Wednesday, May 17, 2006

Gay marriage revisited, again

Q: What do you get when you put two gay men in a room together? (And get your mind out of the gutter – here, I’m referring to a media-panel type of set up).

A: Three or more opinions, of which the basic template is as follows. A calls B a bitch (not in so few or as plain words, but you get the idea). B calls A a bitch. And each separately accuses the other of one or more of these: (i) being allowed to go first and so being unduly preferred, (ii) getting the last word in and so being unduly preferred, (iii) talking over the top of him, and (iv) talking over the top of him while he was trying to make point (iii). (Infringing point (iv), of course, is much more heinous than point (iii)).

I’m inspired to make such dubious characterisations of my gay kin after watching last night’s SBS “Insight” current-affairs panel program, which focused on the gay marriage issue.

If poofs (and I’m taking educated, middle-class, sober ones) can’t participate constructively in such panels – and on last night’s evidence, they/we plainly can’t – then our asking to have full-hetero rights, per the most common pro-gay-marriage argument, seems a pretty hollow case. Never mind the procreative-sex and/or children-first aspects of marriage (the two main “anti” arguments), marriage is surely, particularly on its basic workaday level, a system of etiquette for those under its roof. And poofs – I just don’t think that such a roof is “us”, if you get what I mean.

Many of those who watched (or were actually in the panel last Friday) are no doubt already impatient to interject (ha!) at me, with observations to the effect that the panel had only one serious etiquette-breacher, John Heard. True enough, based on what I saw (= went to air), anyway. But that’s not a goal-scoring kick.

All the world loves, or at least used to love, until my generation came along, a golden boy – a brainy, good-looking young man looking to make his mark on the world from an impressively young age. Such a man would be gently indulged in many ways, such as being cut a fair deal of slack if he was on a media panel. Possibly, the gay world (/mafia/community/whatever) never abandoned GenX golden boys as completely as the straight world did (for the boomer men in the latter, women were the new, improved (lower-paid!) golden boys), but overall it is fair to say that young men like John Heard (who’s 24 or 25) are in exactly the right place at the right time, to take advantage of golden boys suddenly being back in fashion, and out of the wilderness. Upwards from an age just older than him, are almost two decade’s worth of gay men who either have nothing to say that hasn’t been said (including by themselves), a million times*, or are just too old/poor/Xer to matter.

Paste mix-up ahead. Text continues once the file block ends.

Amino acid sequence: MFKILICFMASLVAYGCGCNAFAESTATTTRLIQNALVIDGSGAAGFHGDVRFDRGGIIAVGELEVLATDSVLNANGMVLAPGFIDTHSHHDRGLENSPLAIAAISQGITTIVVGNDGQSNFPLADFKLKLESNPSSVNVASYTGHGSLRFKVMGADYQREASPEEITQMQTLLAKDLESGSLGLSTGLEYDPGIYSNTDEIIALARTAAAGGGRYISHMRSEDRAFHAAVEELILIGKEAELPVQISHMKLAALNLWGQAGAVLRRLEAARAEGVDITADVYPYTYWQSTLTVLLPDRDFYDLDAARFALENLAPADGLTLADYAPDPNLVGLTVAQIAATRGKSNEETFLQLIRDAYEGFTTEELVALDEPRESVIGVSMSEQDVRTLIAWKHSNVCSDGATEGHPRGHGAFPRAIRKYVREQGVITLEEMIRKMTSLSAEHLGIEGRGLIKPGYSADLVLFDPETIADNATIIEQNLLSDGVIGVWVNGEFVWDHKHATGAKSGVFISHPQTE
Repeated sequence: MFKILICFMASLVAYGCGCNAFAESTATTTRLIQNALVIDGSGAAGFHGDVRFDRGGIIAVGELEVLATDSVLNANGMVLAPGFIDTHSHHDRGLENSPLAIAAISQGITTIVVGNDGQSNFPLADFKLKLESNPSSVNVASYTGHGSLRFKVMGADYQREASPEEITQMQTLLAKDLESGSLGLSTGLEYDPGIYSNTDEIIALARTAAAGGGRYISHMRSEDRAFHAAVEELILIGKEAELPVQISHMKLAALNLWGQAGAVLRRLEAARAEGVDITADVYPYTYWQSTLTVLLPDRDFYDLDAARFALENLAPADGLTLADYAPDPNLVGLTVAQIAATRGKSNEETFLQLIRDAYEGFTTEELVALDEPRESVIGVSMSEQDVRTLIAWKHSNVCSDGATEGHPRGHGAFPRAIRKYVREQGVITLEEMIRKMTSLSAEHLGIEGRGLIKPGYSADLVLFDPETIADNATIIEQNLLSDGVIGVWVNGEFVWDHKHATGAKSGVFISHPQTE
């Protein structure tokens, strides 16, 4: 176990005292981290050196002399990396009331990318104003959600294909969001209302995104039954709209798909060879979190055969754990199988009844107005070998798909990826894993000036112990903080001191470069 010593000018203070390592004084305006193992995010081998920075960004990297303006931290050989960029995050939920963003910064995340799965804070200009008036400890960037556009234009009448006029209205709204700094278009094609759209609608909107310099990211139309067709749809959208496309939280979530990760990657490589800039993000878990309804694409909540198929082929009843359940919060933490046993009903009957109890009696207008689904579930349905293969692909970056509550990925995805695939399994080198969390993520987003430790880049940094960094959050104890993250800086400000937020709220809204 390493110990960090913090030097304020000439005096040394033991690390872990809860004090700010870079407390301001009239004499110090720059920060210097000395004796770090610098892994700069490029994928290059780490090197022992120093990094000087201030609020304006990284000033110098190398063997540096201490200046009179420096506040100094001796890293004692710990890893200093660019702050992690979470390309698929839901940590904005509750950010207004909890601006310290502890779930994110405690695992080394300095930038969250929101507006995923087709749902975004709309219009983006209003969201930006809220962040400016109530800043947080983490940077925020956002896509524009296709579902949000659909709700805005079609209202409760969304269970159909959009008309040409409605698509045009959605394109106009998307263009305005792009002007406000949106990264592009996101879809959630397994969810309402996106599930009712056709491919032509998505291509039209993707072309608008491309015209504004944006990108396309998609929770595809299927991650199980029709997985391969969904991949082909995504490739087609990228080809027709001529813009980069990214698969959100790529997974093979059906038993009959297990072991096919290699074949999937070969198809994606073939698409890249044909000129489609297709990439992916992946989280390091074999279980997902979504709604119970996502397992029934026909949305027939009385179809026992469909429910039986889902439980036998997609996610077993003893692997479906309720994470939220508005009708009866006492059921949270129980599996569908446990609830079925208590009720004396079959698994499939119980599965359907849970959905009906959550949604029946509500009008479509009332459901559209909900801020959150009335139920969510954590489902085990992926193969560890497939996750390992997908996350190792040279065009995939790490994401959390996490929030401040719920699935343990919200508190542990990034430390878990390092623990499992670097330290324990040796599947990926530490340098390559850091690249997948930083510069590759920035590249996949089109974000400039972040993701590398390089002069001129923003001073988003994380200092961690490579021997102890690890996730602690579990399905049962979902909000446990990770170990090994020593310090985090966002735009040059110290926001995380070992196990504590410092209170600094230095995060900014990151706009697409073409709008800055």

In others words, the John Heard monster didn’t make himself. (Cue horror/suspense sound-effect). You - the boomer-centric gay world – made him! Which means that you can’t now disown him, or even suggest that his golden boyhood might now be slightly tarnished after his “Insight” performance.

For me, the most ridiculous aspect of what golden boy John said was his recital of the findings of a recent study:

JOHN HEARD: The Private Lives Survey, which was released about two months ago by La Trobe University - which was the largest survey of its kind of same-sex attracted people in Australia - demonstrated that the majority of gay men aren't in any kind of relationship at all, not only that, that the majority of gay men did not want to formalise their relationships and indeed the majority of lesbians were in the same situation.